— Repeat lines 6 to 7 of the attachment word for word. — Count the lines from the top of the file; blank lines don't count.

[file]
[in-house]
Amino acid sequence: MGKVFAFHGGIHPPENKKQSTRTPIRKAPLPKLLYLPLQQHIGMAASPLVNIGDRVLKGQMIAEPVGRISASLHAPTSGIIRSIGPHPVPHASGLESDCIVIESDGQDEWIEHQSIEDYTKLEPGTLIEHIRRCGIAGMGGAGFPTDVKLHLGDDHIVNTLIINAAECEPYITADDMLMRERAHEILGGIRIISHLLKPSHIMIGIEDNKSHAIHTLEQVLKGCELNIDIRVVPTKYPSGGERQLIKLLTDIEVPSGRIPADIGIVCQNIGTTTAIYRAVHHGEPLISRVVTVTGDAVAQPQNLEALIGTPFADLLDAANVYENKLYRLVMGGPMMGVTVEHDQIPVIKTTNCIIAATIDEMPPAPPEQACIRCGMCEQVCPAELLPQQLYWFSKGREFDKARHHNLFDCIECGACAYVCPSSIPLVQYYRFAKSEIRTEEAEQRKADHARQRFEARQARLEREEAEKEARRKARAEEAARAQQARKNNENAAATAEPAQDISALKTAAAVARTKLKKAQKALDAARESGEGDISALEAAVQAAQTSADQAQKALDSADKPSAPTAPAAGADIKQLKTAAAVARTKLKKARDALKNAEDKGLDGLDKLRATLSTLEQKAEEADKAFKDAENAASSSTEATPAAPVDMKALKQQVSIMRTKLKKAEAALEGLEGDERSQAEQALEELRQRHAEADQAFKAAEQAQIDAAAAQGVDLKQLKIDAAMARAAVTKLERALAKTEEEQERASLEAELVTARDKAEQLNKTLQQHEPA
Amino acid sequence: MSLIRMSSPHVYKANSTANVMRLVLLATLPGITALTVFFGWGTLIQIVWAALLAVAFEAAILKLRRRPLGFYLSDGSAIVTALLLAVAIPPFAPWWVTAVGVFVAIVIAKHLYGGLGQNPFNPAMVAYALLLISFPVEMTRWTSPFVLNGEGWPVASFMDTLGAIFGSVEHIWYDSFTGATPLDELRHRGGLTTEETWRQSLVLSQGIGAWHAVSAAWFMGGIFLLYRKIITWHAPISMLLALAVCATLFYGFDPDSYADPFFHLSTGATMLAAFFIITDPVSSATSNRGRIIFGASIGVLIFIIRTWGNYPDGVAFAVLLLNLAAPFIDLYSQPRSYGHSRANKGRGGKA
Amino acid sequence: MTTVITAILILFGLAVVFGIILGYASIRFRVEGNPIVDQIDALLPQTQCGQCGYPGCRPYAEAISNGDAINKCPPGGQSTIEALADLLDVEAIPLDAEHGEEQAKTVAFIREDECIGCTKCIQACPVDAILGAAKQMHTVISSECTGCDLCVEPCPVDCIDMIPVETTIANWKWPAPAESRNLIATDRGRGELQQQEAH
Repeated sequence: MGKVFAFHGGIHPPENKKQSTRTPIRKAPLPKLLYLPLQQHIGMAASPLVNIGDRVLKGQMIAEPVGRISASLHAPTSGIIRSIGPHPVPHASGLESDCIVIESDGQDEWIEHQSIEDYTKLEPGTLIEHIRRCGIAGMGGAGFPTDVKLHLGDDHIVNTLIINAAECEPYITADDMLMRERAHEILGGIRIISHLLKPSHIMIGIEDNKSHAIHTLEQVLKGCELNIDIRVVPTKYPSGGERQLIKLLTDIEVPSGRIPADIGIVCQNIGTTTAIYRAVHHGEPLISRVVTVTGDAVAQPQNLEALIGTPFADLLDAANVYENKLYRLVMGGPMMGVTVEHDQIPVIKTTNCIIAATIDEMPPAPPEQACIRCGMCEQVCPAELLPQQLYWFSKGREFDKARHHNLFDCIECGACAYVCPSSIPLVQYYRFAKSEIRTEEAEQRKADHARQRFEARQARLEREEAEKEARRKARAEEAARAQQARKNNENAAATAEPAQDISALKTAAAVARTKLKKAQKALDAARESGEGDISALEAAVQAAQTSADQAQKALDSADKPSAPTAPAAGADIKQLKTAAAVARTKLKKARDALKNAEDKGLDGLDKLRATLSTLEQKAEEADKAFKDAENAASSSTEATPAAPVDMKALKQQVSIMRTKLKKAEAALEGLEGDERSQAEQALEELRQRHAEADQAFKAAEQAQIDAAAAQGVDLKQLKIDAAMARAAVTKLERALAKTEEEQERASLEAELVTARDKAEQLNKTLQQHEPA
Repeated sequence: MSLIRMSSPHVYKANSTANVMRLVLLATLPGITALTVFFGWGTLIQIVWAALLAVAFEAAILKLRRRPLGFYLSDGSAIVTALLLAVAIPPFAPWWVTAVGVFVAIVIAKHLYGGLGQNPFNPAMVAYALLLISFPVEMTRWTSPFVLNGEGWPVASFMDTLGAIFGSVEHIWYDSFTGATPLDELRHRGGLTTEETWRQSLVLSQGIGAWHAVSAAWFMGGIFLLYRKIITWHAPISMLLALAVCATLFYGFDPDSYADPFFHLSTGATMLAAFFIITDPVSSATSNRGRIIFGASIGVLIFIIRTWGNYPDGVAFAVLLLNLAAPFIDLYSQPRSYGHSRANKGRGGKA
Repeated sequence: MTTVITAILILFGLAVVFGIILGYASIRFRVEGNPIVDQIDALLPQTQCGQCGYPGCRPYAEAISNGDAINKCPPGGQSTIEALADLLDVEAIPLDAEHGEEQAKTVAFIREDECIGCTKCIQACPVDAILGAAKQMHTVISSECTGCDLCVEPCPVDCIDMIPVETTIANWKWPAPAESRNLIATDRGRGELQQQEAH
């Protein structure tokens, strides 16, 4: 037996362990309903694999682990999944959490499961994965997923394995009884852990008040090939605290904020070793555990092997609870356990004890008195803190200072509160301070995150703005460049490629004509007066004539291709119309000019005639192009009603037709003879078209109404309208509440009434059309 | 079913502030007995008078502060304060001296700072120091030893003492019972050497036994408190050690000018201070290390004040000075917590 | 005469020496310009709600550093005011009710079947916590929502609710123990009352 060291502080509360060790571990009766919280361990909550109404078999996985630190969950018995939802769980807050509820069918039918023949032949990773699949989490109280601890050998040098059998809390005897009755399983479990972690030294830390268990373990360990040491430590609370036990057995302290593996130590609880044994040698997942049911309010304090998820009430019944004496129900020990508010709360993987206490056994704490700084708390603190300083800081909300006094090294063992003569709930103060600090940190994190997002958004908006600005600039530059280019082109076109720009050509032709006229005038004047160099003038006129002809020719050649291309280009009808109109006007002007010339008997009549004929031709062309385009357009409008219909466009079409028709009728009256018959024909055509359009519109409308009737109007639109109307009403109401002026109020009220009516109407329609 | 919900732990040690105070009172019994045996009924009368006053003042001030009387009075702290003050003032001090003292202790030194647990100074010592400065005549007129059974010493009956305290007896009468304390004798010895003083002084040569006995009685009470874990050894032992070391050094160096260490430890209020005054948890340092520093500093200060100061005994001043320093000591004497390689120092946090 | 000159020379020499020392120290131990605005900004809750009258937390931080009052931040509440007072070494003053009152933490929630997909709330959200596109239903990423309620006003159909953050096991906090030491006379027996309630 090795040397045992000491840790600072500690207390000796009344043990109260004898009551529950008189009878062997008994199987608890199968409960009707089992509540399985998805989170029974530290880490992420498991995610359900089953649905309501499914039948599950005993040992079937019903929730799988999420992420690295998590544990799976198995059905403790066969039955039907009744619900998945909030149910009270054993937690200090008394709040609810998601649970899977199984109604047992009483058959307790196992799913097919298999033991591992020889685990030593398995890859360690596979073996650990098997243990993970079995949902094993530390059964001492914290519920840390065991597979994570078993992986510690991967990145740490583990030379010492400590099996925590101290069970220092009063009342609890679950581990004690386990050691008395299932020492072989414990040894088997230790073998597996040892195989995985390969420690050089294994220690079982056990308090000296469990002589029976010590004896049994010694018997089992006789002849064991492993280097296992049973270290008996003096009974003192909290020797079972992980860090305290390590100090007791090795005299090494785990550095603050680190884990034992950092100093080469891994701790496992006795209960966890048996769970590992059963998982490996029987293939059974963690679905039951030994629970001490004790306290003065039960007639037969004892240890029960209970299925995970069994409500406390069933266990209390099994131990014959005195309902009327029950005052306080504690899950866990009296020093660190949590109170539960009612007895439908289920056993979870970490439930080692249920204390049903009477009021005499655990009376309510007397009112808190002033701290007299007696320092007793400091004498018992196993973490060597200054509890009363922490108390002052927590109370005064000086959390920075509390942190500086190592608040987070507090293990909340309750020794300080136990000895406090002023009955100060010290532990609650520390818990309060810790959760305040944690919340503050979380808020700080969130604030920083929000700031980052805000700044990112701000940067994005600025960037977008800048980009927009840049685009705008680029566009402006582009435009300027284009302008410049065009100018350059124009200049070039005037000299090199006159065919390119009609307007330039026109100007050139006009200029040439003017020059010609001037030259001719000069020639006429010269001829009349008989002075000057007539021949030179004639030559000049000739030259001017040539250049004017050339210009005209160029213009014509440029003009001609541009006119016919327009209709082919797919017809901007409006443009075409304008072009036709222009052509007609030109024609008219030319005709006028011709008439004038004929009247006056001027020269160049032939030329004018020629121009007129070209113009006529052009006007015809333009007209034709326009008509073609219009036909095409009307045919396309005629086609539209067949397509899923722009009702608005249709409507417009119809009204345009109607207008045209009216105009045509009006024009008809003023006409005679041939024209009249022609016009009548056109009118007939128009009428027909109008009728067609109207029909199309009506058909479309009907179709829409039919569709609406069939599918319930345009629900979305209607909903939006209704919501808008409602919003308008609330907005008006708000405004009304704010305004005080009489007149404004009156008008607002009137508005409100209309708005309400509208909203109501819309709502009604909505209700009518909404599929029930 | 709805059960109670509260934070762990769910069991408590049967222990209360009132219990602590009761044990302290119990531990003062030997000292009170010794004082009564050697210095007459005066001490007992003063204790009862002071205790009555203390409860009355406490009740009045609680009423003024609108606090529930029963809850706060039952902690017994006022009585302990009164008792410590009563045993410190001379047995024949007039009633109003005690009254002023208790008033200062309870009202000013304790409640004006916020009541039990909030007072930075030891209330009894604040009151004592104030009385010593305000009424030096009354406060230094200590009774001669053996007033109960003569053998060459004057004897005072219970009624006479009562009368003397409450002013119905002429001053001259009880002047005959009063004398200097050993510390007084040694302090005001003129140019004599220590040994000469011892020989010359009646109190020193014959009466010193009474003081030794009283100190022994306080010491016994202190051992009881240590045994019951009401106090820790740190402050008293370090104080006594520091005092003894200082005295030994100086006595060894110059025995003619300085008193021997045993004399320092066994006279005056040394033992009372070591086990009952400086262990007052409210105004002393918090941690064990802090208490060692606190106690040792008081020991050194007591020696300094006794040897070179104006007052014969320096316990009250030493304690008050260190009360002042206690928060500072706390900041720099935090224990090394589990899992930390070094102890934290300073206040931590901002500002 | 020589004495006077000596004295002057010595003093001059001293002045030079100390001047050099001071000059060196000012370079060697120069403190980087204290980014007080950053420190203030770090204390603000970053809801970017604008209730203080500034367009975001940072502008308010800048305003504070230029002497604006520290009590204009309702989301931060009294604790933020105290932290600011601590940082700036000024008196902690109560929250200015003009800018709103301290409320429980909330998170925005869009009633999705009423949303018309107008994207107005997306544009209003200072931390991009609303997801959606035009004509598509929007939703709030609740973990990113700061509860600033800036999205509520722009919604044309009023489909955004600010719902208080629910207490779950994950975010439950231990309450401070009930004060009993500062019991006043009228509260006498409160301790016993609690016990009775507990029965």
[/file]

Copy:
Repeated sequence: MSLIRMSSPHVYKANSTANVMRLVLLATLPGITALTVFFGWGTLIQIVWAALLAVAFEAAILKLRRRPLGFYLSDGSAIVTALLLAVAIPPFAPWWVTAVGVFVAIVIAKHLYGGLGQNPFNPAMVAYALLLISFPVEMTRWTSPFVLNGEGWPVASFMDTLGAIFGSVEHIWYDSFTGATPLDELRHRGGLTTEETWRQSLVLSQGIGAWHAVSAAWFMGGIFLLYRKIITWHAPISMLLALAVCATLFYGFDPDSYADPFFHLSTGATMLAAFFIITDPVSSATSNRGRIIFGASIGVLIFIIRTWGNYPDGVAFAVLLLNLAAPFIDLYSQPRSYGHSRANKGRGGKA
Repeated sequence: MTTVITAILILFGLAVVFGIILGYASIRFRVEGNPIVDQIDALLPQTQCGQCGYPGCRPYAEAISNGDAINKCPPGGQSTIEALADLLDVEAIPLDAEHGEEQAKTVAFIREDECIGCTKCIQACPVDAILGAAKQMHTVISSECTGCDLCVEPCPVDCIDMIPVETTIANWKWPAPAESRNLIATDRGRGELQQQEAH